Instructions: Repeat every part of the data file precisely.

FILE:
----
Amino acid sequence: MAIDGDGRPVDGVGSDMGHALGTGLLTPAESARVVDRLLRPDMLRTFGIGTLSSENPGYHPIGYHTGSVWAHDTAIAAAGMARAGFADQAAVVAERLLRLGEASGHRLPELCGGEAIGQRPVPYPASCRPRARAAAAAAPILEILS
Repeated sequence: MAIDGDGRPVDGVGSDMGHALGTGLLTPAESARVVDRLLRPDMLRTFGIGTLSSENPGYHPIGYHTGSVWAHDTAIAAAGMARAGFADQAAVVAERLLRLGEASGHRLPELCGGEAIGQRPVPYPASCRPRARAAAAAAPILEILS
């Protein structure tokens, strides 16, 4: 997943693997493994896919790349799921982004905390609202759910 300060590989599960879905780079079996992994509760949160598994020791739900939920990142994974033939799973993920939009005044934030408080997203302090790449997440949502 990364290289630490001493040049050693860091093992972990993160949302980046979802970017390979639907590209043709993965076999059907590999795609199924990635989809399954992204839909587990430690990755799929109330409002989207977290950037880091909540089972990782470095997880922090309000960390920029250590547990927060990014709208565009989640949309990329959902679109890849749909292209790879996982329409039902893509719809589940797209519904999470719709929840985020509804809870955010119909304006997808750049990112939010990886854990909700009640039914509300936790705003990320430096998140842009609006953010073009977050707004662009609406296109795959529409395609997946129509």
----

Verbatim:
Amino acid sequence: MAIDGDGRPVDGVGSDMGHALGTGLLTPAESARVVDRLLRPDMLRTFGIGTLSSENPGYHPIGYHTGSVWAHDTAIAAAGMARAGFADQAAVVAERLLRLGEASGHRLPELCGGEAIGQRPVPYPASCRPRARAAAAAAPILEILS
Repeated sequence: MAIDGDGRPVDGVGSDMGHALGTGLLTPAESARVVDRLLRPDMLRTFGIGTLSSENPGYHPIGYHTGSVWAHDTAIAAAGMARAGFADQAAVVAERLLRLGEASGHRLPELCGGEAIGQRPVPYPASCRPRARAAAAAAPILEILS
């Protein structure tokens, strides 16, 4: 997943693997493994896919790349799921982004905390609202759910 300060590989599960879905780079079996992994509760949160598994020791739900939920990142994974033939799973993920939009005044934030408080997203302090790449997440949502 990364290289630490001493040049050693860091093992972990993160949302980046979802970017390979639907590209043709993965076999059907590999795609199924990635989809399954992204839909587990430690990755799929109330409002989207977290950037880091909540089972990782470095997880922090309000960390920029250590547990927060990014709208565009989640949309990329959902679109890849749909292209790879996982329409039902893509719809589940797209519904999470719709929840985020509804809870955010119909304006997808750049990112939010990886854990909700009640039914509300936790705003990320430096998140842009609006953010073009977050707004662009609406296109795959529409395609997946129509």